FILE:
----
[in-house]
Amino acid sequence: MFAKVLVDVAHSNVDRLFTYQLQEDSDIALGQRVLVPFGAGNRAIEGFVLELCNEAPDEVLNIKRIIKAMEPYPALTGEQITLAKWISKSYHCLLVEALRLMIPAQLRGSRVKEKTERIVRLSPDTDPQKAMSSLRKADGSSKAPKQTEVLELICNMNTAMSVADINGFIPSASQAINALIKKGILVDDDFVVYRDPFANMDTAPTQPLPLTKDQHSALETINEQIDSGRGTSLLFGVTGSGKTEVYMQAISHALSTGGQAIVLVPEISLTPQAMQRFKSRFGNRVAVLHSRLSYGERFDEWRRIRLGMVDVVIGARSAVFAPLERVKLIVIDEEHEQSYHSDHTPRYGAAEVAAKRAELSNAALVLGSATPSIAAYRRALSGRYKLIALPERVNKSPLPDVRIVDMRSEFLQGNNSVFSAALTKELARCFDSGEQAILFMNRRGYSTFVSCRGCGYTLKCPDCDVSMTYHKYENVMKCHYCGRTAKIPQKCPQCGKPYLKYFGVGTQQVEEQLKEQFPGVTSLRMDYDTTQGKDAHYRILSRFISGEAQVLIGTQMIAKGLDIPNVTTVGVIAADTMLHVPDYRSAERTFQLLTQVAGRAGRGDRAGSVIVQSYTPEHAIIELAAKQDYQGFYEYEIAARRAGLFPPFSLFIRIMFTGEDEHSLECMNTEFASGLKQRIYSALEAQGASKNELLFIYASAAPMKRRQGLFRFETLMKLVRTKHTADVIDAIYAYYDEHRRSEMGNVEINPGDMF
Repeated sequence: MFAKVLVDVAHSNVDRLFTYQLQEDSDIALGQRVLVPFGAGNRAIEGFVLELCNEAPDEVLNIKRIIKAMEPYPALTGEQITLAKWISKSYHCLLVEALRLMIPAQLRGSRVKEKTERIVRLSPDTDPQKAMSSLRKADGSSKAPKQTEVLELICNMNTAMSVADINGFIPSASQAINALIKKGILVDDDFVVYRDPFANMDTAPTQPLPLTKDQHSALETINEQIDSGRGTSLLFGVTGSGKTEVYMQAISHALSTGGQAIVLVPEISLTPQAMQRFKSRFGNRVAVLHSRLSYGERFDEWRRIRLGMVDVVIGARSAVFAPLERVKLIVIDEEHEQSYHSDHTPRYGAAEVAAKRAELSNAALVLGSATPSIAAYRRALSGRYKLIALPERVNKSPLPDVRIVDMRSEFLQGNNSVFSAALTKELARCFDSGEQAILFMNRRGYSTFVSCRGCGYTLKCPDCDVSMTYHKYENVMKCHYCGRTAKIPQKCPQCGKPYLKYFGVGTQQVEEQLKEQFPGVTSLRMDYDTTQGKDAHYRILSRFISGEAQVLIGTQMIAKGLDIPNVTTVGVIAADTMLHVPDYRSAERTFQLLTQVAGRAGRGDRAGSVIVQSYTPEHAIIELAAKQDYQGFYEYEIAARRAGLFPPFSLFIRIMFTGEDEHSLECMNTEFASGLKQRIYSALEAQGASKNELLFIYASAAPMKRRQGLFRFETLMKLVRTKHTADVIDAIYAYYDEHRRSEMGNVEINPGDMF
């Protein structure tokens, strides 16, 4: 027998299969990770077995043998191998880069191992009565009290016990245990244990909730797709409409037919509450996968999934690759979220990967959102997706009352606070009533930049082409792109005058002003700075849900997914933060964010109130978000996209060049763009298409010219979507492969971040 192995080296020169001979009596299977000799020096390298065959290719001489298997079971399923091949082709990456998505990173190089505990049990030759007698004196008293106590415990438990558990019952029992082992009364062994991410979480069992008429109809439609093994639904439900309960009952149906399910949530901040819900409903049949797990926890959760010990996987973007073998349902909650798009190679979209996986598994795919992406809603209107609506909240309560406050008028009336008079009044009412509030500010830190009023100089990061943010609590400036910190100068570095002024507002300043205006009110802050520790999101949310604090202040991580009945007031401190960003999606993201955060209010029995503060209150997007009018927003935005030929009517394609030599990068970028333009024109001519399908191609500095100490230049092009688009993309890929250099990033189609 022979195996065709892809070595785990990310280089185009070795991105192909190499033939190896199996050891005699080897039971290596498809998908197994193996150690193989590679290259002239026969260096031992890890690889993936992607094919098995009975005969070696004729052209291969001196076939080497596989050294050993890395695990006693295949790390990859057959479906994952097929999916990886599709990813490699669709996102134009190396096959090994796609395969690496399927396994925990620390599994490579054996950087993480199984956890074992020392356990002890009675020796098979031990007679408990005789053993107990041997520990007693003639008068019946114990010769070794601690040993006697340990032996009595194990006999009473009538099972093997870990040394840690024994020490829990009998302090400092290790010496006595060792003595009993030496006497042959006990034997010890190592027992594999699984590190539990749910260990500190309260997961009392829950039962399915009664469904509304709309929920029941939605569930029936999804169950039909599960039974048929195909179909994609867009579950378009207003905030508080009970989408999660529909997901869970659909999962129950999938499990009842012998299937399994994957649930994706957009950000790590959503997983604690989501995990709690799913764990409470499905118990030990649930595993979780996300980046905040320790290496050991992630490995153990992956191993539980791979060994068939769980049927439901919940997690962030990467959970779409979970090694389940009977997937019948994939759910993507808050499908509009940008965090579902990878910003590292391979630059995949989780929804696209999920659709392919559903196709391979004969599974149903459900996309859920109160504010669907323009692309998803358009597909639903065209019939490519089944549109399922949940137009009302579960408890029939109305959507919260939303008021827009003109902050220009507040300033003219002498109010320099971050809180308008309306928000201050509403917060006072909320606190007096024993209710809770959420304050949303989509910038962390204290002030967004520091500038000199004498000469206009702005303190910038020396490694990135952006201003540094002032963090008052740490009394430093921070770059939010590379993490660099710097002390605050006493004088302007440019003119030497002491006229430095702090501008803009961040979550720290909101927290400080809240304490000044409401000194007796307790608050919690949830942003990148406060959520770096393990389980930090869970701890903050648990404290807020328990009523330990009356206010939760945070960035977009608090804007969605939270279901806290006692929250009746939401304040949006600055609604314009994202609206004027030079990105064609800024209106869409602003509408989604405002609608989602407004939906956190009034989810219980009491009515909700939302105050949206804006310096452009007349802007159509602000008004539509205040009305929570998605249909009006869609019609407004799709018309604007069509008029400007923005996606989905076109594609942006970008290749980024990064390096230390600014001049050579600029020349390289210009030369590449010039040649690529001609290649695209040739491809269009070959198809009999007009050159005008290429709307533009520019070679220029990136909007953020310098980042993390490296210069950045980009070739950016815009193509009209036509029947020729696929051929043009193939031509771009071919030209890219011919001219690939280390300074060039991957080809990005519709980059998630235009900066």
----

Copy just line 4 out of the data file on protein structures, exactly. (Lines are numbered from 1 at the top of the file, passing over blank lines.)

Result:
């Protein structure tokens, strides 16, 4: 027998299969990770077995043998191998880069191992009565009290016990245990244990909730797709409409037919509450996968999934690759979220990967959102997706009352606070009533930049082409792109005058002003700075849900997914933060964010109130978000996209060049763009298409010219979507492969971040 192995080296020169001979009596299977000799020096390298065959290719001489298997079971399923091949082709990456998505990173190089505990049990030759007698004196008293106590415990438990558990019952029992082992009364062994991410979480069992008429109809439609093994639904439900309960009952149906399910949530901040819900409903049949797990926890959760010990996987973007073998349902909650798009190679979209996986598994795919992406809603209107609506909240309560406050008028009336008079009044009412509030500010830190009023100089990061943010609590400036910190100068570095002024507002300043205006009110802050520790999101949310604090202040991580009945007031401190960003999606993201955060209010029995503060209150997007009018927003935005030929009517394609030599990068970028333009024109001519399908191609500095100490230049092009688009993309890929250099990033189609 022979195996065709892809070595785990990310280089185009070795991105192909190499033939190896199996050891005699080897039971290596498809998908197994193996150690193989590679290259002239026969260096031992890890690889993936992607094919098995009975005969070696004729052209291969001196076939080497596989050294050993890395695990006693295949790390990859057959479906994952097929999916990886599709990813490699669709996102134009190396096959090994796609395969690496399927396994925990620390599994490579054996950087993480199984956890074992020392356990002890009675020796098979031990007679408990005789053993107990041997520990007693003639008068019946114990010769070794601690040993006697340990032996009595194990006999009473009538099972093997870990040394840690024994020490829990009998302090400092290790010496006595060792003595009993030496006497042959006990034997010890190592027992594999699984590190539990749910260990500190309260997961009392829950039962399915009664469904509304709309929920029941939605569930029936999804169950039909599960039974048929195909179909994609867009579950378009207003905030508080009970989408999660529909997901869970659909999962129950999938499990009842012998299937399994994957649930994706957009950000790590959503997983604690989501995990709690799913764990409470499905118990030990649930595993979780996300980046905040320790290496050991992630490995153990992956191993539980791979060994068939769980049927439901919940997690962030990467959970779409979970090694389940009977997937019948994939759910993507808050499908509009940008965090579902990878910003590292391979630059995949989780929804696209999920659709392919559903196709391979004969599974149903459900996309859920109160504010669907323009692309998803358009597909639903065209019939490519089944549109399922949940137009009302579960408890029939109305959507919260939303008021827009003109902050220009507040300033003219002498109010320099971050809180308008309306928000201050509403917060006072909320606190007096024993209710809770959420304050949303989509910038962390204290002030967004520091500038000199004498000469206009702005303190910038020396490694990135952006201003540094002032963090008052740490009394430093921070770059939010590379993490660099710097002390605050006493004088302007440019003119030497002491006229430095702090501008803009961040979550720290909101927290400080809240304490000044409401000194007796307790608050919690949830942003990148406060959520770096393990389980930090869970701890903050648990404290807020328990009523330990009356206010939760945070960035977009608090804007969605939270279901806290006692929250009746939401304040949006600055609604314009994202609206004027030079990105064609800024209106869409602003509408989604405002609608989602407004939906956190009034989810219980009491009515909700939302105050949206804006310096452009007349802007159509602000008004539509205040009305929570998605249909009006869609019609407004799709018309604007069509008029400007923005996606989905076109594609942006970008290749980024990064390096230390600014001049050579600029020349390289210009030369590449010039040649690529001609290649695209040739491809269009070959198809009999007009050159005008290429709307533009520019070679220029990136909007953020310098980042993390490296210069950045980009070739950016815009193509009209036509029947020729696929051929043009193939031509771009071919030209890219011919001219690939280390300074060039991957080809990005519709980059998630235009900066």